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Detour makes all the wrong turns

by Archives September 15, 2009

With its dimly-lit set pieces, gullible men, sexually persuasive “femme fatales” and its not-so-sunny view of society, film noir is a difficult style to pull off without descending into cliché.
Détour, a new film noir from Québécois filmmaker Sylvain Guy’s, misses the mark.
The film is a disappointment from the start. The conventional story follows a Leo Huff (Luc Picard), a married man, who is seduced by the Lou (Isabelle Guérard), the femme fatale.
Unhappy with his work and his marriage, Huff is bored with his life. He finds an escape from the drudgery with the rebellious Lou, who brings passion into his life.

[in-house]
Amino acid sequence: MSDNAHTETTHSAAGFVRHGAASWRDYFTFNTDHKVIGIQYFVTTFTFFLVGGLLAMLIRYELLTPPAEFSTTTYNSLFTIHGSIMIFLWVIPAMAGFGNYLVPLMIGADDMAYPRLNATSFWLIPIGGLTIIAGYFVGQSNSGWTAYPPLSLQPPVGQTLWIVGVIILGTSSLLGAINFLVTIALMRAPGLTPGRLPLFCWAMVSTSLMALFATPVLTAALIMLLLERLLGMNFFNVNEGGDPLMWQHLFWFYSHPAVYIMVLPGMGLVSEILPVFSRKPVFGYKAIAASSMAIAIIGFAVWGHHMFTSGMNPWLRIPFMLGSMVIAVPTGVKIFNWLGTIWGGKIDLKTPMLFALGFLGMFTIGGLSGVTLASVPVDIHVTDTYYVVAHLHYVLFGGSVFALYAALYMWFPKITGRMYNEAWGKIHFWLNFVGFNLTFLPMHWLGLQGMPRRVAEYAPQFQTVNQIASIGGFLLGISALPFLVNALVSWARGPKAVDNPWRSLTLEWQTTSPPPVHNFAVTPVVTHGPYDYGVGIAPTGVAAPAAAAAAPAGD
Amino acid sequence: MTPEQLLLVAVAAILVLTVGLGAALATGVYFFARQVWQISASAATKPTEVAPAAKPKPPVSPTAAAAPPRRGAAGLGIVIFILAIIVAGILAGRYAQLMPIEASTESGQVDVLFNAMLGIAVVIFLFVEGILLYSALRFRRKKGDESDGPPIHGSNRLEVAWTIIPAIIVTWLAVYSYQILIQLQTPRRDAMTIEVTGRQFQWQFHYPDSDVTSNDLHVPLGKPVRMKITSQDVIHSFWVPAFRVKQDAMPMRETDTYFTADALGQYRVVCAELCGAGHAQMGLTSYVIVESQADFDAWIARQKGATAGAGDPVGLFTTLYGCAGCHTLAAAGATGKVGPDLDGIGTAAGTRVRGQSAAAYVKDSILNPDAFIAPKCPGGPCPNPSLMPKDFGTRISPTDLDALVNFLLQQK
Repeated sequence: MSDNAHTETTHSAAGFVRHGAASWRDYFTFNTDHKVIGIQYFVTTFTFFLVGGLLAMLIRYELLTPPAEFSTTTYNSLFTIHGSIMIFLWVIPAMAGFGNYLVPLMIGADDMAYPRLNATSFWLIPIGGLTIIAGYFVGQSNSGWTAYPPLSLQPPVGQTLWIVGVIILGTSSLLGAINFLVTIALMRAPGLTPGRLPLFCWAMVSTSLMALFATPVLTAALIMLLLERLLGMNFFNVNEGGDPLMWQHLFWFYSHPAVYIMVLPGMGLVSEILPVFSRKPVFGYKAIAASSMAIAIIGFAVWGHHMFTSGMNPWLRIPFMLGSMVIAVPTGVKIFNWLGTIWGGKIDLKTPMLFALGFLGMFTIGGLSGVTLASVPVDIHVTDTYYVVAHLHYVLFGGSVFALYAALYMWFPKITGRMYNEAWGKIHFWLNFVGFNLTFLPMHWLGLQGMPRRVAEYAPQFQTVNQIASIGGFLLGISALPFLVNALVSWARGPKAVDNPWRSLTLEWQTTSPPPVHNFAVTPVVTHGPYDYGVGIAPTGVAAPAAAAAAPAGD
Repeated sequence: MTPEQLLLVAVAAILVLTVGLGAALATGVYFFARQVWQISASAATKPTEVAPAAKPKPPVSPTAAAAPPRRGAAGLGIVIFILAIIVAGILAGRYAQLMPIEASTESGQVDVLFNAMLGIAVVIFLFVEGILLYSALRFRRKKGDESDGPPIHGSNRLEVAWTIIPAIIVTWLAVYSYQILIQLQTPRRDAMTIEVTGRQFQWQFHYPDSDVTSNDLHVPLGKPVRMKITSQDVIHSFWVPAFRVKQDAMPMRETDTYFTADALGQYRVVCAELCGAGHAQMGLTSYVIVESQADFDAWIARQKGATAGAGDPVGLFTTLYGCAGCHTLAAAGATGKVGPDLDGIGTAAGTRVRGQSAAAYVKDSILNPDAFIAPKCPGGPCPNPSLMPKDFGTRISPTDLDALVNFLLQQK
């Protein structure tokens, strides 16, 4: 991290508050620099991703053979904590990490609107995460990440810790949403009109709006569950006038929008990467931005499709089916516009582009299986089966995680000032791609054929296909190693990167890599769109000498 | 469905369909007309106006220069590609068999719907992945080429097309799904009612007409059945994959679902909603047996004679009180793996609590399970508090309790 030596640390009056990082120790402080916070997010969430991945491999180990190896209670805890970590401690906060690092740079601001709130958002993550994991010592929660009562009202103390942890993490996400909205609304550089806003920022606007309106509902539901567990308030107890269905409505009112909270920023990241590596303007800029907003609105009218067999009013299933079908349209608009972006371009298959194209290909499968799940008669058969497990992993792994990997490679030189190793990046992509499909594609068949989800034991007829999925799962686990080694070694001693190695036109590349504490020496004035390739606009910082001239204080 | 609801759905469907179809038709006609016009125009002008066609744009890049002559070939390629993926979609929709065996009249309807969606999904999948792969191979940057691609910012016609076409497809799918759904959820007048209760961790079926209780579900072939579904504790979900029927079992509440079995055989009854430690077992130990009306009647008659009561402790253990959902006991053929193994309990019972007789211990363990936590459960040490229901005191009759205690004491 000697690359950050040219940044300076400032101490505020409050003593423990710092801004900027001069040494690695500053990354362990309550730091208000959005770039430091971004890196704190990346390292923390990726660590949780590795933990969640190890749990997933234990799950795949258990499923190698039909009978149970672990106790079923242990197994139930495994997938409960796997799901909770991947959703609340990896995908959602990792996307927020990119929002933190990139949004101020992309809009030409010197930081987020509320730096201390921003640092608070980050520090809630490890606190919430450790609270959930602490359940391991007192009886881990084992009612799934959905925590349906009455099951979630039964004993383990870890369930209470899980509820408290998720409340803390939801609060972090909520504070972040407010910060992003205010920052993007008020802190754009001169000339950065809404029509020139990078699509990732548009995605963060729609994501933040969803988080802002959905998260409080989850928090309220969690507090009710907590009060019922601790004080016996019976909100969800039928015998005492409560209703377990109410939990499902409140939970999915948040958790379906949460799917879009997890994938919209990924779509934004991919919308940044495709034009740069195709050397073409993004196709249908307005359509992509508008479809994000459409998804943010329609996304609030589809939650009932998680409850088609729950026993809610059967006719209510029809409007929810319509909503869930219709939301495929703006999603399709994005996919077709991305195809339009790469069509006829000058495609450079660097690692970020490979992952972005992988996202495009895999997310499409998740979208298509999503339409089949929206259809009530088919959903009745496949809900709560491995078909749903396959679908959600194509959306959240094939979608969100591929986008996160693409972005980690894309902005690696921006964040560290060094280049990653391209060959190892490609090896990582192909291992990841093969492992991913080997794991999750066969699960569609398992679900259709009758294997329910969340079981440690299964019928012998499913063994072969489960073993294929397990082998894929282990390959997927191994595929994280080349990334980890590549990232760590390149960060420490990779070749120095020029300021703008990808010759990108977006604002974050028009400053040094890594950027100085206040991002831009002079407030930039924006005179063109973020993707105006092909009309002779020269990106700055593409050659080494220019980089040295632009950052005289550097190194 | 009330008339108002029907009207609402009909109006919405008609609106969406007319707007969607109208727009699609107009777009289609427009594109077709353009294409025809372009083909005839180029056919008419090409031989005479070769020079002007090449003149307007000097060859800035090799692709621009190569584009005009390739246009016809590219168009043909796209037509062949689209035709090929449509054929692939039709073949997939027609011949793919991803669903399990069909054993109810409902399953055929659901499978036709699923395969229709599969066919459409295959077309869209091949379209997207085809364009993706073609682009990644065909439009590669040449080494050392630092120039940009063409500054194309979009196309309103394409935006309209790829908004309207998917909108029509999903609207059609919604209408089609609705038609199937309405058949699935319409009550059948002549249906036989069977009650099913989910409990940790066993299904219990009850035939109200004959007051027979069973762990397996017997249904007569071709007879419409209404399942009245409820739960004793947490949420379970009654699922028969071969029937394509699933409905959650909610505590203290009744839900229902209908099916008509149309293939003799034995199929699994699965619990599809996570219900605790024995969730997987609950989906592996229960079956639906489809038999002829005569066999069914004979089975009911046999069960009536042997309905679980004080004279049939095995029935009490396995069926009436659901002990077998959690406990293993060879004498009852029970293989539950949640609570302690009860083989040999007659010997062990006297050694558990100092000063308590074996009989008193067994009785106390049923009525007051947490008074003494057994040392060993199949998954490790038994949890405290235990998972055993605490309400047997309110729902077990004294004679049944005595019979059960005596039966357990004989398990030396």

The plot thickens when Lou’s abusive boyfriend shows up and Leo tries to prevent any further violence from happening .
While the plot twists are intriguing, they are marred by poor execution.
Guérard is memorable as the femme fatale in an otherwise forgettable film. She brings a bit of life to an otherwise over-the-top and melodramatic screenplay. Picard, on the other hand, fails to bring any depth or originality to his role.
The filmmaker’s crucial error in Détour is that his story is unoriginal. It is an amalgamation of other, better films. Good film noir is based on new and adventurous material, none of which is present in Détour.
The film’s dialogue and imagery are also stale.
There is a point where the two leads stare at each other in awkward silence, until he whispers into her ear, “you are so beautiful.” He then turns his head and looks out to the sea.
This is definitely one Détour to avoid.

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